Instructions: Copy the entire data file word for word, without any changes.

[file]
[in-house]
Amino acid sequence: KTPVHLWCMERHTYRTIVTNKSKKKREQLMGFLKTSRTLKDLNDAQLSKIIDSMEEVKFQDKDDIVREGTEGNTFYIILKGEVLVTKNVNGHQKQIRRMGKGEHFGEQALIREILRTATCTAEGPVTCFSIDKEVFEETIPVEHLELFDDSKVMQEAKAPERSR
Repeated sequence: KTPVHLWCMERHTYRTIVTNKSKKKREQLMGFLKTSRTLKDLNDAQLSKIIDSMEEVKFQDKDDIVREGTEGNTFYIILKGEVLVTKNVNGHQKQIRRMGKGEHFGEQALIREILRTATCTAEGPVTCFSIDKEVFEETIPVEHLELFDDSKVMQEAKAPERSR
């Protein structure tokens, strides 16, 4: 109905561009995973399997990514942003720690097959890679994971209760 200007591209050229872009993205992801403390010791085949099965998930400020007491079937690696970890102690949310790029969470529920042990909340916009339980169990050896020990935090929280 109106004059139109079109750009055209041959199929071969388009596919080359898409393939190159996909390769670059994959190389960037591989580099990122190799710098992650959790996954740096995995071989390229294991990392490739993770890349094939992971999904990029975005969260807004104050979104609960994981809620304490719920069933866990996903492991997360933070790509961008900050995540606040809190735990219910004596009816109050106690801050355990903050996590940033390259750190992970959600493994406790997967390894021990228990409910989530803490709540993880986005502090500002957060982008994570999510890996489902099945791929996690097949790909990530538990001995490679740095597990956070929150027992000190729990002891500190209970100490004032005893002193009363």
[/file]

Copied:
[in-house]
Amino acid sequence: KTPVHLWCMERHTYRTIVTNKSKKKREQLMGFLKTSRTLKDLNDAQLSKIIDSMEEVKFQDKDDIVREGTEGNTFYIILKGEVLVTKNVNGHQKQIRRMGKGEHFGEQALIREILRTATCTAEGPVTCFSIDKEVFEETIPVEHLELFDDSKVMQEAKAPERSR
Repeated sequence: KTPVHLWCMERHTYRTIVTNKSKKKREQLMGFLKTSRTLKDLNDAQLSKIIDSMEEVKFQDKDDIVREGTEGNTFYIILKGEVLVTKNVNGHQKQIRRMGKGEHFGEQALIREILRTATCTAEGPVTCFSIDKEVFEETIPVEHLELFDDSKVMQEAKAPERSR
């Protein structure tokens, strides 16, 4: 109905561009995973399997990514942003720690097959890679994971209760 200007591209050229872009993205992801403390010791085949099965998930400020007491079937690696970890102690949310790029969470529920042990909340916009339980169990050896020990935090929280 109106004059139109079109750009055209041959199929071969388009596919080359898409393939190159996909390769670059994959190389960037591989580099990122190799710098992650959790996954740096995995071989390229294991990392490739993770890349094939992971999904990029975005969260807004104050979104609960994981809620304490719920069933866990996903492991997360933070790509961008900050995540606040809190735990219910004596009816109050106690801050355990903050996590940033390259750190992970959600493994406790997967390894021990228990409910989530803490709540993880986005502090500002957060982008994570999510890996489902099945791929996690097949790909990530538990001995490679740095597990956070929150027992000190729990002891500190209970100490004032005893002193009363």